Cultural norms challenged

| 24/11/2009

(CNS): People in the community are being urged to challenge cultural and social norms that encourage violence and get to grips with the Cayman Islands’ continuing problem of gender violence. With the start of the ‘16 Days of Activism Against Gender Violence’, which begins today, 25 November, which is the International Day for the Elimination of Violence Against Women, and runs through 10 December, the Estella Scott-Roberts Foundation is asking people to “be the change”. Foundation Director Tammy Ebanks-Bishop says the community needs to re-examine how it deals with conflict and to recognize the equality between men and women.

The consultation period regarding the pending legislation, which is hoped will help protect women and children from domestic abuse and gender violence, remains open until 30 November. People are invited to send comment and those who have suffered gender violence or any form of domestic abuse are particularly asked to comment in order to ensure that the law which emerges from this exercise has teeth.

In the meantime, the ESRF is pointing out steps people can take to begin the process of eliminate the violence form our community.

“We all need to re-evaluate the media that we allow our children to watch in order to ensure that children learn non-violent conflict resolution skills, and as adults we have to challenge the cultural norms that violence in an intimate relationship is acceptable or ‘normal’,” said Ebanks-Bishop, adding that there was a need to promote and act upon the belief that men and women, boys and girls have equal value to our society,essential to achieving gender equality in our society.

She noted how children learn their behaviour from their parents. Therefore, if the community ensures its children are growing up in safe, stable and nurturing relationships with their parents and caregivers, they will learn not to use violence. Parenting is vital in the prevention of gender violence as children look to adults and peers in their lives to model how they are supposed to interact with the opposite sex, she said.

Since gender violence is statistically more commonly inflicted by men on women and girls, the foundation director said it is necessary to challenge the stereotypes that give men power over women and girls. Gender violence both reflects and reinforces inequities between males and females and compromises the health, dignity, and safety of its victims.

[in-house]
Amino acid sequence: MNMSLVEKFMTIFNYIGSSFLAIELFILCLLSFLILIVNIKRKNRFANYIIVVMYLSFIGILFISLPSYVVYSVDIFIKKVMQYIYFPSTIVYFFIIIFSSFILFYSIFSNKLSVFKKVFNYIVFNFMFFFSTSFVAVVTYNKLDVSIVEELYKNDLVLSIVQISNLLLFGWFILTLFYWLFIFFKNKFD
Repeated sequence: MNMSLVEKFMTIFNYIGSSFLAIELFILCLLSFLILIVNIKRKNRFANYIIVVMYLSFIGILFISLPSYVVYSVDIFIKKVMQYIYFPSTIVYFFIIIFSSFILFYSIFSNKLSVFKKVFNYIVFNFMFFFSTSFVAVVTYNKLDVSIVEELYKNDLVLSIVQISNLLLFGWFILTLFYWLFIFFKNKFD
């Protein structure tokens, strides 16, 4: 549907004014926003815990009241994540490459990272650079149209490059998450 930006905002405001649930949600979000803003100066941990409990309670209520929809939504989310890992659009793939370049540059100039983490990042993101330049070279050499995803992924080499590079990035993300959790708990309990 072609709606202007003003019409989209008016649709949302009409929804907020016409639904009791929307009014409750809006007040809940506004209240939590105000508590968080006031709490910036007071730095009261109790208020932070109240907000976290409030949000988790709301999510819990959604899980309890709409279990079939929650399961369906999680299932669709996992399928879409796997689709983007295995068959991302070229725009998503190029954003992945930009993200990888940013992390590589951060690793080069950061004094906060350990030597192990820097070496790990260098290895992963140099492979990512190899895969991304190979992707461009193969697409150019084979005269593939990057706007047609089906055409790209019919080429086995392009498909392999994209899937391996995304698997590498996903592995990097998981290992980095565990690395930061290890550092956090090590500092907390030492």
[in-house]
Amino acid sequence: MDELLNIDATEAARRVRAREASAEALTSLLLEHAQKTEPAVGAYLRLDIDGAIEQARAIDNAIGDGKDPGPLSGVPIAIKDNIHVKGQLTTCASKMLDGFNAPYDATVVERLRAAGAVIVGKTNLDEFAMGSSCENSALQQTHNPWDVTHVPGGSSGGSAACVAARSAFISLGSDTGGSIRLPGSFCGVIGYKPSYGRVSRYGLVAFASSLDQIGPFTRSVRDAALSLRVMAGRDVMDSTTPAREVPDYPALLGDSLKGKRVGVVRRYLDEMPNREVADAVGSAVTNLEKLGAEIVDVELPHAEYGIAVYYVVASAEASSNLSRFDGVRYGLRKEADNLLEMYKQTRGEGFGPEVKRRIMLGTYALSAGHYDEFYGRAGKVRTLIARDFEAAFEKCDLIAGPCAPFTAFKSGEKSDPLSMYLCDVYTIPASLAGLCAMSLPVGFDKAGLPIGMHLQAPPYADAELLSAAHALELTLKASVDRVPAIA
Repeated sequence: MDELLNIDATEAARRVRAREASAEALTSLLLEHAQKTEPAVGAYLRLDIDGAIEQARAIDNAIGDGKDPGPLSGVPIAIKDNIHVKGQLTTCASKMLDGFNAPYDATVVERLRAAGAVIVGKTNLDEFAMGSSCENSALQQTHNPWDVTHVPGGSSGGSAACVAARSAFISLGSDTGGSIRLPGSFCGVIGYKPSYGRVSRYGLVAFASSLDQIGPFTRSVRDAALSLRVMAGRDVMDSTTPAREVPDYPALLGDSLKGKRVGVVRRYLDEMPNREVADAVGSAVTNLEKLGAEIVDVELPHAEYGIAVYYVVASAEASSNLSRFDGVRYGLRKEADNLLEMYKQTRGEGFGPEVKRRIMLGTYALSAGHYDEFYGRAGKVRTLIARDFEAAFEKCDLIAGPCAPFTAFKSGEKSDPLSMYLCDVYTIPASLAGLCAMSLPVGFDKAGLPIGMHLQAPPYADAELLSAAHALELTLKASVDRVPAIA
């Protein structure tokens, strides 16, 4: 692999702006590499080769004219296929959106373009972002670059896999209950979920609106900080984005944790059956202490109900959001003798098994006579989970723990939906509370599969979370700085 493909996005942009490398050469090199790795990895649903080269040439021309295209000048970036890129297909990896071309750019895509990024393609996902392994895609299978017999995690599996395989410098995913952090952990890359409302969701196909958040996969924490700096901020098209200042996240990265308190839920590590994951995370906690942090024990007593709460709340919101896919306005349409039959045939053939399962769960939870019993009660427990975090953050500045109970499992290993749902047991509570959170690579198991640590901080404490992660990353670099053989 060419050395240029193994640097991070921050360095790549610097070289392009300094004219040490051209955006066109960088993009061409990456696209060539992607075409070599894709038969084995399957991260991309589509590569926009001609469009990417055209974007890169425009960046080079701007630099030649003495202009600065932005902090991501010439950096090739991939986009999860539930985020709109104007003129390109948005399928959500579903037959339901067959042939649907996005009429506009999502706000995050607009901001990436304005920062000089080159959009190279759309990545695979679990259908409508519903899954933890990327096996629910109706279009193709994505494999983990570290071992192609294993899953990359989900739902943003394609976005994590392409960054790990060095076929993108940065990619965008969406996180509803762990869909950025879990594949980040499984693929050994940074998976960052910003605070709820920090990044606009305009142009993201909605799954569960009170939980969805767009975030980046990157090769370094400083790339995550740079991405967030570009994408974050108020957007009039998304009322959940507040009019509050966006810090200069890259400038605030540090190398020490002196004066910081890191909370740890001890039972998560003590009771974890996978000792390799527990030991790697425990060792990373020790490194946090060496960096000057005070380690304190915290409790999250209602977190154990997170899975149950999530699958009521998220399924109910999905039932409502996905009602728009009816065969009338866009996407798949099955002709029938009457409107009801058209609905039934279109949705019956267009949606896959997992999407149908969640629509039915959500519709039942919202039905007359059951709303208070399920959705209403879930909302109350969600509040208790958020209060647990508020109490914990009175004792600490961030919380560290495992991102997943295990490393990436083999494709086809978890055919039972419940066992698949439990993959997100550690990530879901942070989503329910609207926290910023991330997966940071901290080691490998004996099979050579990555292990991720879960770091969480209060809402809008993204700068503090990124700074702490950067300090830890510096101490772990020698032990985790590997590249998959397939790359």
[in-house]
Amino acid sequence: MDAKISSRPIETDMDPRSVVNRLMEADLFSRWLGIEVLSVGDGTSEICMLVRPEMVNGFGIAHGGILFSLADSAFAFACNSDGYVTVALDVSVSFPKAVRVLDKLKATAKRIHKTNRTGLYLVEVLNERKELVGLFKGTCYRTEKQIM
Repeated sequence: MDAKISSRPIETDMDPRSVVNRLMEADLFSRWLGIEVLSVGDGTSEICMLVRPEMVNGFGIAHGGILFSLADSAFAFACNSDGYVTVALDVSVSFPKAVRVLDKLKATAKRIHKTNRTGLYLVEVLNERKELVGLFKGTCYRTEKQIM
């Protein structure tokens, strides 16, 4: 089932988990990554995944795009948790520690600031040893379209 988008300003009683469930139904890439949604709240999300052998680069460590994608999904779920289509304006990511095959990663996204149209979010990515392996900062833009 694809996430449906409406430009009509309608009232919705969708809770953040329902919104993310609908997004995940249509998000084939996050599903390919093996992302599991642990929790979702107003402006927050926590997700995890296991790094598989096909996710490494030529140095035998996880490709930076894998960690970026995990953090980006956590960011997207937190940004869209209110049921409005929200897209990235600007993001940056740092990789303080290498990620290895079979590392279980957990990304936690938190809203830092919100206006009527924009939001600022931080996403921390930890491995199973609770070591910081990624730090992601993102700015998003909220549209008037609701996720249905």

“We have to begin to engage with men and boys on these topics in order to reduce the violence against women and girls that is all too prevalent in this and many societies around the world,” ESRF Chairperson Rayle Roberts said. The ESRF will be further pursuing this issue as they plan to host ‘A Call to Men Conference’ in mid-2010, which will encourage men to examine their roles as a part of the solution to address violence against women and girls.

“The eradication of gender violence cannot be the responsibility only of specific groups or the government,” Roberts added  “It is up to all of us to be the change, and to ensure that support is available to victims of gender violence and all violent crime.”

The foundation launched the ‘Be the Change’ campaign on 10 October, the first anniversary of the tragic death of Estella Scott-Roberts.

“Estella became a local icon through the work she did in the community to address domestic abuse and raise awareness about the issue,” ESRF Vice Chairperson Melanie McLaughlin said. “Her passing touched the nation profoundly, and we wanted to mark the anniversary with a campaign which builds on the foundations shelaid.”

The foundation intends for the campaign to challenge men and women to work together to become the change they want to see in our society. “We want to promote the Foundation’s vision of gender equality and a life free of violence for all,” added Ebanks-Bishop

For more information on the ‘Be the Change’ campaign, visit: or The Estella Scott-Roberts Foundation on Facebook. Persons interested in purchasing the ESRF lapel pin ($5) that was launched as a part of the campaign can send a message via the Facebook page or email

Following the tragic death of Estella Scott-Roberts in 2008, the foundation bearing her name was formed on 31 October that year. Rayle Roberts, Estella’s husband, envisioned the foundation as a vehicle that would continue to raise awareness about the social issues that his wife had been so passionately involved in tackling, such as domestic violence and abuse.

The objectives of the foundation are to advocate for a life free of violence; to carry out activities to facilitate the empowerment of women and girls; to support policies and research projects that further the aim of gender equality; and to advance progress in dealing with social issues affecting women. The Estella Scott-Roberts Foundation is a non-profit company licensed in the Cayman Islands.

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